It's true—construction careers, like most in STEM, are typically male-dominated. In fact, the Bureau Of Labor Statistics reported that women constituted only 9.1 percent of all positions in the construction field in 2016. Christine Panagopoulos is one of the ladies out there making her name in building, and she didn't even receive a degree in the field.
After going to college for education and teaching for years, she entered the construction field, launching a company with her bestie and building custom houses for the city of Fort Worth.
"When I first opened my company, there was a learning curve and a time where I had a lot of folks who didn't think we knew what we were doing," Panagopoulos tells MORE. "It was two women who had a construction company... Our houses were great designs, but with some contractors and vendors, we had to prove ourselves, and we did a good job with that."
And she didn't stop proving herself. After working for her company and as an inspector for the city of Fort Worth, she hopped on board with Habitat For Humanity as the Director of Construction for Trinity Habitat for Humanity in Fort Worth, Texas, where she's in charge of the logistics: planning alongside the development department, scheduling how each program is going to layout, matching up donors with projects and homeowners, and training volunteers and staff.
What's even cooler about Habitat For Humanity is that they're out to prove that it's okay—and totally important—for women to get involved. One such program they offer in an effort to get women out and building, National Women Build Week, is held the week leading up to Mother's Day, with more than 98,000 women from all 50 states having volunteered at the nine previous National Women Build Week events.
This year alone, 300 communities in 49 states participated in National Women Build Week—how impressive is that? And beyond their single week of women-focused building, they've seen an increase in women wanting to get involved in the construction process in the first place.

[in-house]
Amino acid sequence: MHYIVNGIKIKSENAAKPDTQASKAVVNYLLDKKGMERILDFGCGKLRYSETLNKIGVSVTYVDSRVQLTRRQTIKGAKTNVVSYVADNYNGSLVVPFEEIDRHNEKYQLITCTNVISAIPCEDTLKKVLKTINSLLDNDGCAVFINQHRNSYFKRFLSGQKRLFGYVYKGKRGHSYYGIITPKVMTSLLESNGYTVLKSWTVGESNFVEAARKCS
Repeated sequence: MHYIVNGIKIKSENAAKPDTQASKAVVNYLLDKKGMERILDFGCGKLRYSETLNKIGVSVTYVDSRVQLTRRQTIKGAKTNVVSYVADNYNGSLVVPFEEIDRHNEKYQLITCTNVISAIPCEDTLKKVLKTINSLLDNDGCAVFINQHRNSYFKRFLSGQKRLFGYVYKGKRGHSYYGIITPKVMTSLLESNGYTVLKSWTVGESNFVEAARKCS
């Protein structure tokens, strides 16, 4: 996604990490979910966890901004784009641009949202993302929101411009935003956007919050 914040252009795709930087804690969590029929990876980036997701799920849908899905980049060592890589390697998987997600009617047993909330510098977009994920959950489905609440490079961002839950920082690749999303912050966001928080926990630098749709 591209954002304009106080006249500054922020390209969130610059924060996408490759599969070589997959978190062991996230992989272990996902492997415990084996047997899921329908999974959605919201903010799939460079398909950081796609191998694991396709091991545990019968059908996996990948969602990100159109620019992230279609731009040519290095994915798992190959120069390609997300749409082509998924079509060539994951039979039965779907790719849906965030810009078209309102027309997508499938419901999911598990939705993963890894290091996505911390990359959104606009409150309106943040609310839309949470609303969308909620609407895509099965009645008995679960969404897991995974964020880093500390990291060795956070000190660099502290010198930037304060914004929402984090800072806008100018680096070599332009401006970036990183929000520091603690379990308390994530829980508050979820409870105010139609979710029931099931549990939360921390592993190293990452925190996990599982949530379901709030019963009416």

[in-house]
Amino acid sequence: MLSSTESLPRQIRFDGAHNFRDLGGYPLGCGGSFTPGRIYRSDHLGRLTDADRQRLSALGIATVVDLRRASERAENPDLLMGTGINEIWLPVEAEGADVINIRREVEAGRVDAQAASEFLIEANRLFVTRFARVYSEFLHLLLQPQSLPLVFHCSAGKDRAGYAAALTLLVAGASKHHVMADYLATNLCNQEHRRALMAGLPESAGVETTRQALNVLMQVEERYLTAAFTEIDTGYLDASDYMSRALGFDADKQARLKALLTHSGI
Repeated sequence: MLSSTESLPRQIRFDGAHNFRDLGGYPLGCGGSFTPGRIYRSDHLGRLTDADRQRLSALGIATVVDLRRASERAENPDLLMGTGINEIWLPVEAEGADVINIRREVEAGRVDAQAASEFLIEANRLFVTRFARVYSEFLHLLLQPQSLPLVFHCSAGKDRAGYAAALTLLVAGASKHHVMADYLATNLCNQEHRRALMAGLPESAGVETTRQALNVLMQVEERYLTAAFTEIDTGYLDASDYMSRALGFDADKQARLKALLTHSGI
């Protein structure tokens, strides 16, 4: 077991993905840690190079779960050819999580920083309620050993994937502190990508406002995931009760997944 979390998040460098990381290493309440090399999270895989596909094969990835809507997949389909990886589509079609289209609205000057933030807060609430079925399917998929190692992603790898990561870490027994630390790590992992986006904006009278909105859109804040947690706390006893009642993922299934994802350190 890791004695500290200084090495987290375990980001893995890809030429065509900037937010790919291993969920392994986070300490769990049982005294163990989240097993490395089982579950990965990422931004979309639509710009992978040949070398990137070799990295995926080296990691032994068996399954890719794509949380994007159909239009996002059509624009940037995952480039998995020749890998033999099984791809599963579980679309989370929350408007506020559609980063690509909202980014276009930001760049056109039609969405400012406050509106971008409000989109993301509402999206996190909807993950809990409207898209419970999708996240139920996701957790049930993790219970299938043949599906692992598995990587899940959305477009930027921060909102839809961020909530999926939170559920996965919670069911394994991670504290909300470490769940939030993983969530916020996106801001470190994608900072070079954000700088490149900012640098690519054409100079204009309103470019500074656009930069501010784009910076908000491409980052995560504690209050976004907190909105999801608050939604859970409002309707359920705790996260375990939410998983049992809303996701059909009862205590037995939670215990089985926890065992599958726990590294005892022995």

"Initially, our core volunteers were always older, retired gentlemen. They may have been engineers. They may have been architects. They may have been leaders in their field. And that was our core volunteer set," Panagopoulos explains. "But in our last six or seven years... that has changed. We have a lot of husband and wife teams that come through the training program. We have a ton of gals who are still working, but want to learn more about construction and want to learn more about how to do it the Habitat way. Each and every time we're offering the class, we may have up to 60 percent female now when the first couple of years we offered the class, we didn't have a single gal go through it."
And it's all come through encouragement and a belief that women can do this. For Panagopoulos, a career in construction, a STEM-related field, was never totally off her radar because she was always interested in building and creating.
"My dad always encouraged me to try new things, so he never made it to where my brothers had this type of a hobby and I had to have another type of a hobby," Panagopoulos tells MORE. "He always encouraged me being creative and do different things, and that's just how I've carried on through my whole life. I feel like he set the foundation that it was okay to do those kinds of things."
It may not always be that easy to see that women are proving their worth in the world of construction, but it's all about taking a challenge and being confident in yourself—no matter the gender disproportion. It's probably easier said than done, of course, but taking baby steps (yes, like doing that DIY project at home!) or taking some time to get your hands dirty is the best way for women to get their start.
"I encourage the women out there all the time to try new things and to go beyond what they think they can handle and learn something new," Panagopoulos says.
Sure, it might be intimidating. But nothing is more girl boss than taking on a challenge and standing up to gender disparity—and we're all on board with that.